In another notable part of the information production cycle, Twitterers use personal skills and expertise to contribute to the information space through innovation.Social media are more than a toy, they're a way for communication not just among real people, but a way for government agencies to reach out to real people, who in turn can spread the word. The news media also play a role here, both as message senders but also message readers, listening to the conversation for story ideas, breaking news, etc.
Five of the eight Flood Specific Service accounts sent precise flood stage measurements at regular intervals. The regularity of tweet posting intervals and text for these streams indicated that they were auto-generated “bots.” Their tweets were often retweeted and re-sourced. Within days of account creation and leading up to the Fargo crest, flood information from their tweets was spreading throughout the broad Twitter network, allowing users to follow water level changes in almost real-time.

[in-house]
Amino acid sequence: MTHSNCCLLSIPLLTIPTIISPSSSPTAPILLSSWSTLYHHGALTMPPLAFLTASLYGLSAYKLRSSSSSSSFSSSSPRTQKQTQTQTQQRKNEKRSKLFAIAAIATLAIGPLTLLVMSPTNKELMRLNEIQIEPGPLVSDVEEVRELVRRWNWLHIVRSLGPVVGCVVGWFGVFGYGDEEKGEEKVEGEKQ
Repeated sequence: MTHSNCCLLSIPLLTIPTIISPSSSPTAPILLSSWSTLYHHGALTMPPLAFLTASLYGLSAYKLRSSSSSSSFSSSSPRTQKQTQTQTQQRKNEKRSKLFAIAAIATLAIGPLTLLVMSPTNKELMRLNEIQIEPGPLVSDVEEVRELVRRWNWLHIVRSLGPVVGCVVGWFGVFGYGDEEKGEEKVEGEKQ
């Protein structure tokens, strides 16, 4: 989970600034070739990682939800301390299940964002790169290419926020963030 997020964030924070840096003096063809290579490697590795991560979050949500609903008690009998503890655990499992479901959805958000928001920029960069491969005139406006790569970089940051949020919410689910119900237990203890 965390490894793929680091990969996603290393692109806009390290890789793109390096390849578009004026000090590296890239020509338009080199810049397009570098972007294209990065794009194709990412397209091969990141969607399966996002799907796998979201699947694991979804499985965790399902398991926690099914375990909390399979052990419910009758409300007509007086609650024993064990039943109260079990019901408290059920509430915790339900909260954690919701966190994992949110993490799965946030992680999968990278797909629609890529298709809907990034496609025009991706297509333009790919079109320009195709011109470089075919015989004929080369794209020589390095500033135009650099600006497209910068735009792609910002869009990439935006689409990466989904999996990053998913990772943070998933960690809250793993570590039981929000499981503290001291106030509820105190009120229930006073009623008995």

Friday, March 19, 2010
I enjoy finding research on new or emerging media. Here's a study (abstract here, full pdf here) about the use of Twitter during the 2009 Red River floods in the U.S. and Canada. The authors find an interesting "bottom-up" organization of information. Here's one section: